How 3D Digital Design and Augmented Reality Can Slash Textile Waste In Fashion

Originally published on Eco-Age.

bria_augmented_fashion_1

 

Image: Ethmode 3D digital Bodysuit, BRIA

Much is said about the millions of tonnes of garments thrown away each year, urging us to be more sustainable by wearing our clothes more often, washing them less and keeping them out of landfill, but what about the waste generated in the fashion design process itself? What about the carbon emissions generated in the pre-consumer phase of the fashion industry? How much textile waste is generated before a garment even hits the retail shelves? 

The textile waste generated in the fashion supply chain is difficult to calculate as most companies don’t record the quantities of waste they generate for fear of being reprimanded for it. However, ​EFI/Optitex​ recently reported that £5-7 billion is spent on physical sampling in the apparel industry each year. This sampling is a means to an end in that it generates ‘mock-up’ products, which are fitted and photographed and are generally of no value beyond that. These samples often end up being burned or thrown in landfill.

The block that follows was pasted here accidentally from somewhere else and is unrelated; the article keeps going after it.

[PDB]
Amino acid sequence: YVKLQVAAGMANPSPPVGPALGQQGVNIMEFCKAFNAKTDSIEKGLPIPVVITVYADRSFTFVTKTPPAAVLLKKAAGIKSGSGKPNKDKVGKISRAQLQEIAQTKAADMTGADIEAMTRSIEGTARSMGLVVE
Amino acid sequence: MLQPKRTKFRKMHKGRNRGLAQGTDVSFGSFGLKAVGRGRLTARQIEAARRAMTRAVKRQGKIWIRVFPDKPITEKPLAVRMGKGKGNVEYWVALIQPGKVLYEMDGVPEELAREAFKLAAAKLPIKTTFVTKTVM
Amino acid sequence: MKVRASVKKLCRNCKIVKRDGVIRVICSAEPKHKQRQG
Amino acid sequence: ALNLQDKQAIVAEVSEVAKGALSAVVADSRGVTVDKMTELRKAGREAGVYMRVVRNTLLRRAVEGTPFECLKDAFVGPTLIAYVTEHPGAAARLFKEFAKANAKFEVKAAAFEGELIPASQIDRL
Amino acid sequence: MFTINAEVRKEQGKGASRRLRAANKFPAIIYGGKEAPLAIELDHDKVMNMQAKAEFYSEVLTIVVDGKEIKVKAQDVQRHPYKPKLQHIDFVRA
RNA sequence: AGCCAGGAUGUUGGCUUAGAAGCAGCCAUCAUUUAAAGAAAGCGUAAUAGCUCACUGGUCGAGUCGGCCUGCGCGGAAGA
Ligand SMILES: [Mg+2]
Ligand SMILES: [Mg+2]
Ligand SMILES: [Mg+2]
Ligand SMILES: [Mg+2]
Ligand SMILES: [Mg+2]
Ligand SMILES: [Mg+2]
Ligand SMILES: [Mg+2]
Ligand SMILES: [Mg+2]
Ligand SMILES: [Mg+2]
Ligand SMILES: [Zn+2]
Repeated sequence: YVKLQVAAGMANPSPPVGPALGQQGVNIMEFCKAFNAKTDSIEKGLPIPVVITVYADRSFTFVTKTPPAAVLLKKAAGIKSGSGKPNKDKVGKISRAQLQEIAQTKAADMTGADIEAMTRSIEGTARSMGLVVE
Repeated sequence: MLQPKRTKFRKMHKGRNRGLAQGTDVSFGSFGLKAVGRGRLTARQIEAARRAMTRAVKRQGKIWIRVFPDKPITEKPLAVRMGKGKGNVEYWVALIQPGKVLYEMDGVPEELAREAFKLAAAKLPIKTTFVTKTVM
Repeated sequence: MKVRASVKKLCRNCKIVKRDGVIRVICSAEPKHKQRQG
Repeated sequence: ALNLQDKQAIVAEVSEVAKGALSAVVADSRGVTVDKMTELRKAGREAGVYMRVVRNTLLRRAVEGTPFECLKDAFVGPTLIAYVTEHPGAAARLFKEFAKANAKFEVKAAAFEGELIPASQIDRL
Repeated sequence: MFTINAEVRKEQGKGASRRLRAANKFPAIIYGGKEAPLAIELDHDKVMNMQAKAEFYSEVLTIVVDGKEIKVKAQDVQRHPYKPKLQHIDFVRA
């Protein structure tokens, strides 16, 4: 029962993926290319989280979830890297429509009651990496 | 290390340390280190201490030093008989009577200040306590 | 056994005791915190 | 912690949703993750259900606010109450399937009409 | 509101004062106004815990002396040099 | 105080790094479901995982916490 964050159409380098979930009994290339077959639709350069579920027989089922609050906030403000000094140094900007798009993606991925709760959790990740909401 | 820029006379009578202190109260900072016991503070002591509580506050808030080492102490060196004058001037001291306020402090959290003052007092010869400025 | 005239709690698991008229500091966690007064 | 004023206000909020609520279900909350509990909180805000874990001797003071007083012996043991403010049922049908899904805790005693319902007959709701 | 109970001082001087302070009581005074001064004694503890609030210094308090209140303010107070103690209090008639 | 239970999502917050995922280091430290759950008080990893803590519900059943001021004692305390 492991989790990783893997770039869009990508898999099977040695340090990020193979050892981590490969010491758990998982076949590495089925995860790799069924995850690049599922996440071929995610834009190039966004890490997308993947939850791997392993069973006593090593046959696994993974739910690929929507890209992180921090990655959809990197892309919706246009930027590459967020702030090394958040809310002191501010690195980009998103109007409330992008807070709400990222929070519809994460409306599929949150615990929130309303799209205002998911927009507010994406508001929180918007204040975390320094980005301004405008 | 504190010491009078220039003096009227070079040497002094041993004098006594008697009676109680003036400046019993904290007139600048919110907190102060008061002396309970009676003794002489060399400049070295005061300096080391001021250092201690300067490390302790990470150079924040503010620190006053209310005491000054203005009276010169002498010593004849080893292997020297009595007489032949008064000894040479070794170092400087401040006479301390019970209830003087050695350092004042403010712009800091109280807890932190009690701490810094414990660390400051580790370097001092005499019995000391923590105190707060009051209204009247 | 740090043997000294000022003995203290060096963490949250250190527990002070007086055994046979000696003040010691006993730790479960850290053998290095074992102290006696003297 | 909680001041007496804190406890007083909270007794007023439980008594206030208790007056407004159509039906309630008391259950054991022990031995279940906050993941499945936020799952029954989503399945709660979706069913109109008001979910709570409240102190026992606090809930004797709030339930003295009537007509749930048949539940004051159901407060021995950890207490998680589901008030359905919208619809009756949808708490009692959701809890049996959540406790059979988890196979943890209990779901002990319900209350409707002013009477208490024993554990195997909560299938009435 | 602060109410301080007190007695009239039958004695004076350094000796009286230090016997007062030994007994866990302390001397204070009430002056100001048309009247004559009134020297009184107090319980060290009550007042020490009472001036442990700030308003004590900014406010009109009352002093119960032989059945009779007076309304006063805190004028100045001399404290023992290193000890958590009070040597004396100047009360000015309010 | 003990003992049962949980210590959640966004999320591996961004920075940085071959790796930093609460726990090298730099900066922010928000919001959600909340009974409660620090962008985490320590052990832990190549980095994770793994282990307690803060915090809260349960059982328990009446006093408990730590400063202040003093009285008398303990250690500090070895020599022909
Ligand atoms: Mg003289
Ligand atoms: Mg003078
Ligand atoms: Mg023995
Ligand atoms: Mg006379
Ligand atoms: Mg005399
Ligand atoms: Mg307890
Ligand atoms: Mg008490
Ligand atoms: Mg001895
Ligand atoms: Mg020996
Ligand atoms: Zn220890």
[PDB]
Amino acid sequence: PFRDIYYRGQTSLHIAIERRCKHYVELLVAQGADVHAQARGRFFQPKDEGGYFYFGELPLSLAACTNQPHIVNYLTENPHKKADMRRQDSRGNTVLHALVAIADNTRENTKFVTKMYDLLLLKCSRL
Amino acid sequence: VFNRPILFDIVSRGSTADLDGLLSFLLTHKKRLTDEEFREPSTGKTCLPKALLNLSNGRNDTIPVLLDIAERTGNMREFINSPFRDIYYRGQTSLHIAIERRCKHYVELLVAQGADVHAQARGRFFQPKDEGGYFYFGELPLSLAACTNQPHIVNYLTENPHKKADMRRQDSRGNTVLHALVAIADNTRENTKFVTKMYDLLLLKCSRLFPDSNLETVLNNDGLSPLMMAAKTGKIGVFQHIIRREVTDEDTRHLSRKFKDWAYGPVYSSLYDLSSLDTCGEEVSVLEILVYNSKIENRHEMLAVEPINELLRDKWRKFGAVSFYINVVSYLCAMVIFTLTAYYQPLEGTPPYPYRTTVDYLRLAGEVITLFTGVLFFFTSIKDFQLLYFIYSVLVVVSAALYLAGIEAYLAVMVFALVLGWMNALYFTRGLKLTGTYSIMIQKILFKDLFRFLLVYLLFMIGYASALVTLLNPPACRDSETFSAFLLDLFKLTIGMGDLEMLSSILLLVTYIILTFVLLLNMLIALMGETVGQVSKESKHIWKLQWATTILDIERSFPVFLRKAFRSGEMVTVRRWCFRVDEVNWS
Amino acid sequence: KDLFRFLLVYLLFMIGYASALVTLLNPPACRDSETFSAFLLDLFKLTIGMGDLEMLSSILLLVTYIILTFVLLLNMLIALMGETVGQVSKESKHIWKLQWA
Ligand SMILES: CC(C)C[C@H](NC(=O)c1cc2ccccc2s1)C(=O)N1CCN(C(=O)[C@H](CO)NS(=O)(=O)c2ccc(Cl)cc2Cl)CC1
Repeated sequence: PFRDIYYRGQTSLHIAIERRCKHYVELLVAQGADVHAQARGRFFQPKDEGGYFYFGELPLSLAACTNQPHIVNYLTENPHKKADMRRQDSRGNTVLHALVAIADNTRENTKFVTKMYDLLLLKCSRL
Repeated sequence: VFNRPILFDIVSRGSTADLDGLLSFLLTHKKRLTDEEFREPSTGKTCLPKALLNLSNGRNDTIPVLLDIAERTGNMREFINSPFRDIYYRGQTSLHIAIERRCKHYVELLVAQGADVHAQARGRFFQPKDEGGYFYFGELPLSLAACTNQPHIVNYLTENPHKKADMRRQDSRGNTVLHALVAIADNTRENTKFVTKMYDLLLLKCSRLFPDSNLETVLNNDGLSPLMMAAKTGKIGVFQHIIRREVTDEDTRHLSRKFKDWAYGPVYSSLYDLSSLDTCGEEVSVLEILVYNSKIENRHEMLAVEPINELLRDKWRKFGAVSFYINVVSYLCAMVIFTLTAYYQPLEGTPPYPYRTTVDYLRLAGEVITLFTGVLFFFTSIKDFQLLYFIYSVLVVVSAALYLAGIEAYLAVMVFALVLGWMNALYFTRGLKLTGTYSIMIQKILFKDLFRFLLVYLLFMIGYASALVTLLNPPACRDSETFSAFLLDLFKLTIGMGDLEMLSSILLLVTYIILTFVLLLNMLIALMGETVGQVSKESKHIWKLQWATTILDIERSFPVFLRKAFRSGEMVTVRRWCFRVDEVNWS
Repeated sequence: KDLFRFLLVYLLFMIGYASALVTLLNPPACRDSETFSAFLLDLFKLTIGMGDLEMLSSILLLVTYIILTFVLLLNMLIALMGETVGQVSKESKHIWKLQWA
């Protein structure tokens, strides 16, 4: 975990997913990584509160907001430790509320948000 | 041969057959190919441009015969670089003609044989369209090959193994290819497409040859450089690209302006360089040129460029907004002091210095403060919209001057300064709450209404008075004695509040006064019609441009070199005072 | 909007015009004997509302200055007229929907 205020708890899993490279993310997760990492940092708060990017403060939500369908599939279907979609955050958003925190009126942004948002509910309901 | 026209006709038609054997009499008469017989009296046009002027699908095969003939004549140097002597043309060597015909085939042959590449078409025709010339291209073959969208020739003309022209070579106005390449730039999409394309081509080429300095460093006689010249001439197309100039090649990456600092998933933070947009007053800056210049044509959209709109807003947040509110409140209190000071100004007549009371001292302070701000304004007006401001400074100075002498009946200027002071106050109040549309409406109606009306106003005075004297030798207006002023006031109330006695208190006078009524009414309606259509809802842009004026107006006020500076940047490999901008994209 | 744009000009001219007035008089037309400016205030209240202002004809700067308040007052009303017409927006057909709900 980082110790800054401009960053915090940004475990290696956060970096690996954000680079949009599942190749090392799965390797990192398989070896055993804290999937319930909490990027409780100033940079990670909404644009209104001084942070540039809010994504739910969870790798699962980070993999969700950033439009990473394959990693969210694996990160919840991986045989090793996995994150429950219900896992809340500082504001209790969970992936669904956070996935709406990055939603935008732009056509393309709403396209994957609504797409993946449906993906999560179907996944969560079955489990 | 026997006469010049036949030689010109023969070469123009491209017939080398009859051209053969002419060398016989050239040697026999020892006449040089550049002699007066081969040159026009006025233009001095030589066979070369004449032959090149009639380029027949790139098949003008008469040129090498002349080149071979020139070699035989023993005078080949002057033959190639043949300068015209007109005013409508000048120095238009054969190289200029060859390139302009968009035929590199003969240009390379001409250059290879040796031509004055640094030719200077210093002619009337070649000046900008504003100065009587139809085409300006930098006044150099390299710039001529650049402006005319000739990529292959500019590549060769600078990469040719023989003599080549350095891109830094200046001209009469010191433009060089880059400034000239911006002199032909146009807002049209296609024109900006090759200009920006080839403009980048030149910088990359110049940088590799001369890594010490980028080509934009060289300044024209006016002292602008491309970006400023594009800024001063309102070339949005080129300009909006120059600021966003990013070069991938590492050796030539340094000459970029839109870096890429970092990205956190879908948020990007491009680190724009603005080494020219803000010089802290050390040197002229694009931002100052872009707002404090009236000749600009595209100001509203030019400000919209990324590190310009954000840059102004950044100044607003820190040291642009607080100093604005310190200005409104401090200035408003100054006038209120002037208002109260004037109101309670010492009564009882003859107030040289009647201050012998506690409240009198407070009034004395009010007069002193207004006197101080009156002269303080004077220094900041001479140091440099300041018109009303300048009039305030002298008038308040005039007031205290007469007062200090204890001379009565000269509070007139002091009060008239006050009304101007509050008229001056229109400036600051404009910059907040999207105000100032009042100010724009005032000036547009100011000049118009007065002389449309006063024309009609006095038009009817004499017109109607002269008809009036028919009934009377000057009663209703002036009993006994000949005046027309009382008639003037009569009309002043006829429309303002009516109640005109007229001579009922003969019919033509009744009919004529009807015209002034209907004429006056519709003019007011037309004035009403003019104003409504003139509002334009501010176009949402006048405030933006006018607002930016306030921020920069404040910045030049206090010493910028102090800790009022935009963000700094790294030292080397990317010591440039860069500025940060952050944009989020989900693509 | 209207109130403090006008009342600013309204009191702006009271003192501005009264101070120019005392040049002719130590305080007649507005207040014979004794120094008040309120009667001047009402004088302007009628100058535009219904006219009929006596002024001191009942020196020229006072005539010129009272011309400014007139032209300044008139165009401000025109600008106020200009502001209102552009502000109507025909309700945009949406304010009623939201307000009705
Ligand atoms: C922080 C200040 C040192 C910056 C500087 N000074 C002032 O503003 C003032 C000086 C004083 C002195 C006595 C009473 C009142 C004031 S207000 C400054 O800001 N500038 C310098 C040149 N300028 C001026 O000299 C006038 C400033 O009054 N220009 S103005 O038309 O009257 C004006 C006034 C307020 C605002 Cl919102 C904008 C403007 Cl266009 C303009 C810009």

As the founder of an innovation agency proposing solutions to material waste problems, I have been met with many difficult facts during my work as a consultant for manufacturers and brands, both large and small. A garment manufacturer in Bangladesh recently told me that he receives requests from brands and retailers for hundreds of new samples each day, based on fast-moving, transient Instagram trends. These requests come from buyers who are anxious to have physical samples at their disposal to develop into products to sell if they choose to. The key here is ‘if they choose to’. These samples are not based on an intention to develop and sell a product – the buyers simply want to see what the garment looks like while monitoring the progress of a trend. These samples are the consequence of brands and retailers hedging their bets on trends and having the manufacturers working on demand for them because of the buying power they hold over those manufacturers. The manufacturers don’t feel they can say no, regardless of how much waste is generated, or the strain it places on their business.